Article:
feta, flank steak, French roll, garlic, green bell pepper, lemon juice, London Broil, olive oil, oregano, pepper, red bell pepper, red onion, red wine vinegar
"London Broil" is a mysterious cut of meat. Most cookbooks consider it to be flank steak, but markets usually use a piece of bottom round and label it as London Broil. This makes a big difference to the consumer, because the round is considerably tougher than the flank, thereby requiring a cooking method that will break down and tenderize the meat fibers. On the other hand, the bottom round is much less expensive than the flank, but as they say, you get what you pay for.
Which is exactly how the bottom round came to be called "London Broil." After World War II, outdoor barbecuing became all the rage, and Americans had a particular affection for London Broil. The demand was greater than the availability, causing the price of flank steak to skyrocket. So butchers began labeling the more abundant round steak as London Broil, selling it at a lesser price than the real thing. This was indeed a misnomer, but nonetheless, the public welcomed the cheaper cut and endured its overall lesser quality. Thus, the practice of peddling round steak as London Broil ingrained itself into American markets.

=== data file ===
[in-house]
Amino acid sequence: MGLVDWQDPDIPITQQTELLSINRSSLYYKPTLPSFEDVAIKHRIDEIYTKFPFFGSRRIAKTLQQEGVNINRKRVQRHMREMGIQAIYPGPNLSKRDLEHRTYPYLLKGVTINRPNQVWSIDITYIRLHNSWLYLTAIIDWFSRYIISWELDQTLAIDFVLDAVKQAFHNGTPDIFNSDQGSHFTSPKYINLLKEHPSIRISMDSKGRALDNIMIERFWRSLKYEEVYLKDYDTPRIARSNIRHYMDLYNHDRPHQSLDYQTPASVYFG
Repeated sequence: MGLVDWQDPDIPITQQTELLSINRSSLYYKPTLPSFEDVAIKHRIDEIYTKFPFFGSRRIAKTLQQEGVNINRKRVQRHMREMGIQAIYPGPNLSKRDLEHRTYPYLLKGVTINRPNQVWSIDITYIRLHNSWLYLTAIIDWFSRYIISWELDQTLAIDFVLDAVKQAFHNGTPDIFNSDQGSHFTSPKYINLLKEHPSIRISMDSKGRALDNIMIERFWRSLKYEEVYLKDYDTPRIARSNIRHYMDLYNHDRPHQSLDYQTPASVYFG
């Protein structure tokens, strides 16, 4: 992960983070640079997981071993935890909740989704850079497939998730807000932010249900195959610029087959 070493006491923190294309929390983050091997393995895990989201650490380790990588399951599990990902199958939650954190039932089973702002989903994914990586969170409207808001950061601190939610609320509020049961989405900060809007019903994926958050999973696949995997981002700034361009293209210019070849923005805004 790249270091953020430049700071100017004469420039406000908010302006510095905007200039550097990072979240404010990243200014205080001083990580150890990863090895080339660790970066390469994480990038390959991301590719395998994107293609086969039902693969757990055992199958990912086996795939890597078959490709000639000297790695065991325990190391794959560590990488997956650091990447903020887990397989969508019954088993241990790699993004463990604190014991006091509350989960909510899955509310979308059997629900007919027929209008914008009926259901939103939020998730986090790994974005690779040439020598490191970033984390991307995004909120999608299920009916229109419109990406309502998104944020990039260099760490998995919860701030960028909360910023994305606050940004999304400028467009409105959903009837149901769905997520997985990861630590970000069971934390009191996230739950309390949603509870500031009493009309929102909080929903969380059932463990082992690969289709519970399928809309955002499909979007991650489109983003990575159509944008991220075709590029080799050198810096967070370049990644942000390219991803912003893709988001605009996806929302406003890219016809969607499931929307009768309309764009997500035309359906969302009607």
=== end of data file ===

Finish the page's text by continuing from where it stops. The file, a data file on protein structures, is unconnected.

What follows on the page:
Regardless of which type of London Broil you end up with, this recipe both tenderizes and seasons the meat considerably. The steak is marinated overnight, uncooked, then quickly broiled. The rare, thinly sliced pieces are then marinated a second time, with olive oil, feta cheese, lemon juice, peppers and onions. Serve the savory slices of steak and vegetables on crusty rolls, with plenty of the feta marinade, or serve them as a salad, atop a bed of mixed greens.
If you use flank steak in this recipe, you will end up with tender pieces meat. Bottom round, the grocer's "London Broil," is flavorful, but it can be tough, even when marinating for a long period of time. Both steaks should be cut on the bias into thin slices, but the bottom round slices should then be cut into even smaller pieces, since it will still be slightly tougher.
In a nonreactive container large enough to hold the steak, mix together the ingredients for the Broiling Marinade. Place the steak in the dish and turn to coat both sides. Cover and refrigerate overnight, turning once.
Next day, preheat the broiler until very hot. Place the steak on a broiling pan and broil 3 inches from the heat for 2 to 3 minutes per side, or until rare to medium-rare. Let sit 10 minutes before cutting.
In a nonreactive mixing bowl, mix together the ingredients listed for the Feta Marinade. Slice the steak against the grain into thin strips. Place them into the bowl, mixing to coat. Let sit at room temperature 3 hours, stirring occasionally.
Stuff the rolls with the marinated meat and vegetables. If desired, garnish with tart, mildly hot Italian pepperoncini peppers.
©1994, 1998, 2007 Katherine Heyhoe. All rights reserved.
This Archived Page created between 1994 and 2001. Modified August 2007
Copyright © 1994-2018,